Does Universal Coverage Improve Health? The Massachusetts Experience
In 2006, Massachusetts passed health care reform legislation designed to achieve nearly universal coverage through a combination of insurance market reforms, mandates, and subsidies that later served as the model for national reform. Using data from the Behavioral Risk Factor Surveillance System, we provide evidence that health care reform in Massachusetts led to better overall self-assessed health. Various robustness checks and placebo tests support a causal interpretation of the results. We also document improvements in several determinants of overall health: physical health, mental health, functional limitations, joint disorders, and body mass index. Next, we show that the effects on overall health were strongest among those with low incomes, non-whites, near-elderly adults, and women. Finally, we use the reform to instrument for health insurance and estimate a sizeable impact of coverage on health.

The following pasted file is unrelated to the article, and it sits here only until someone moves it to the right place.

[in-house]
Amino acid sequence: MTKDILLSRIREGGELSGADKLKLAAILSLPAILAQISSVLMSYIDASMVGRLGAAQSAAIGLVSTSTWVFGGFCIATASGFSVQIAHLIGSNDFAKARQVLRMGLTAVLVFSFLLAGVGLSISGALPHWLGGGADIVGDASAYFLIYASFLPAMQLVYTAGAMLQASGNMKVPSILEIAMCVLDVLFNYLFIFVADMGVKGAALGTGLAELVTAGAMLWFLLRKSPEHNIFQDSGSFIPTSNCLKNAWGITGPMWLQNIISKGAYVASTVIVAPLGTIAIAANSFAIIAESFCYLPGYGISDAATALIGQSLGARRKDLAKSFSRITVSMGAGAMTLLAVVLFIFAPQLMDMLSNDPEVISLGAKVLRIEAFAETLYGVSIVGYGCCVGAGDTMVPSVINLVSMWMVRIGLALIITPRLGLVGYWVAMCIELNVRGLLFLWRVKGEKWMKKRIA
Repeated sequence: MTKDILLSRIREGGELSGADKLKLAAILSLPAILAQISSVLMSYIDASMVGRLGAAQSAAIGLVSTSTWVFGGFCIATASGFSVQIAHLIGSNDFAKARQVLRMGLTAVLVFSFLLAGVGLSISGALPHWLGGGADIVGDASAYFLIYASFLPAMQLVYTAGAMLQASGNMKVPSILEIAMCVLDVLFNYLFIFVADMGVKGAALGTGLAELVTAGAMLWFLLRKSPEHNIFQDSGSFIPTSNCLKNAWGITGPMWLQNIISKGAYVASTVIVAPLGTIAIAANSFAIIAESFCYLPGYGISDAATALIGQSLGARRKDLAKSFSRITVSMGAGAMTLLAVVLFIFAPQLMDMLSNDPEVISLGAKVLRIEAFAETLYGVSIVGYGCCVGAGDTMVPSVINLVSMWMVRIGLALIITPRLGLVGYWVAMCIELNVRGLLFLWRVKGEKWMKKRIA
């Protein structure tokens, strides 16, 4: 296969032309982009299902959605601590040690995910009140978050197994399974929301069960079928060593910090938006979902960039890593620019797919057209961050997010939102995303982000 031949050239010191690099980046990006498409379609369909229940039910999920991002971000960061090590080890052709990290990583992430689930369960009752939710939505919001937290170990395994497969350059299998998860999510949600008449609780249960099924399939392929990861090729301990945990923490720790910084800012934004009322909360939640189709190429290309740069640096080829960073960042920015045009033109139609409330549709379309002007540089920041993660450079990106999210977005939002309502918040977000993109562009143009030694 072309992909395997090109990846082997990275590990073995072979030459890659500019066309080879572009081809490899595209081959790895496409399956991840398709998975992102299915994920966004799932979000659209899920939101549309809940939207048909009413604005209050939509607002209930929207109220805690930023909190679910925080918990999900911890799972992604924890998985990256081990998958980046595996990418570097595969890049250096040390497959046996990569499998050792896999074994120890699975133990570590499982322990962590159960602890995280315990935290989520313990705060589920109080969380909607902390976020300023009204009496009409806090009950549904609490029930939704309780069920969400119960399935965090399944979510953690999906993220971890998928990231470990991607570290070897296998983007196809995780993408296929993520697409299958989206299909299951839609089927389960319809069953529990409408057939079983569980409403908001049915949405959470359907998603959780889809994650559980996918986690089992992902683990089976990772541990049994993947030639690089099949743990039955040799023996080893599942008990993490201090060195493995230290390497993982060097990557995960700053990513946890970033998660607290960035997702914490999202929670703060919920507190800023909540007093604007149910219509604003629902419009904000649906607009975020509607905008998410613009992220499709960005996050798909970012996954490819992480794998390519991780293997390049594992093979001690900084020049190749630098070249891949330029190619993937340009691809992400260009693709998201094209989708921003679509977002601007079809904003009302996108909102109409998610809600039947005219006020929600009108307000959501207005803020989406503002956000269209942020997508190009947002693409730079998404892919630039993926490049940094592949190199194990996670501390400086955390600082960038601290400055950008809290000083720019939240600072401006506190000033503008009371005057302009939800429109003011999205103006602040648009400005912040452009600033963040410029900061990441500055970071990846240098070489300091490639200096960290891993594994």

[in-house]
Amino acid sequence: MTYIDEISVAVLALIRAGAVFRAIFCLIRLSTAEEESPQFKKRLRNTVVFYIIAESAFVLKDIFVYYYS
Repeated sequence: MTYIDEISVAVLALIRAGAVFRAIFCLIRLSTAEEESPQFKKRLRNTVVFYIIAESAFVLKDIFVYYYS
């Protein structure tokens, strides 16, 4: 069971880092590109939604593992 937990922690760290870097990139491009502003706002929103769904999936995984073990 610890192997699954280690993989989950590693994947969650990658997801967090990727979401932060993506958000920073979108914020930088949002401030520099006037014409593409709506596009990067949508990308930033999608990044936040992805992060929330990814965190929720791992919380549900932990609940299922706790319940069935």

We thank James Cunningham, David Frisvold, Michael Grossman, Jon Gruber, Stephen Holland, Ted Joyce, Dave Ribar, Chris Ruhm, Ken Snowden, Chris Swann, Rusty Tchernis, Joe Terza, Nicolas Ziebarth, and seminar participants at Cornell University, Georgia State University, the University of Georgia, the University of North Carolina at Greensboro, Yale University, the National Bureau of Economic Research Spring Health Care Meeting, and the Southern Economic Association Annual Meeting for valuable comments and suggestions. The views expressed herein are those of the authors and do not necessarily reflect the views of the National Bureau of Economic Research.
Charles J. Courtemanche & Daniela Zapata, 2014. "Does Universal Coverage Improve Health? The Massachusetts Experience," Journal of Policy Analysis and Management, John Wiley & Sons, Ltd., vol. 33(1), pages 36-69, 01. citation courtesy of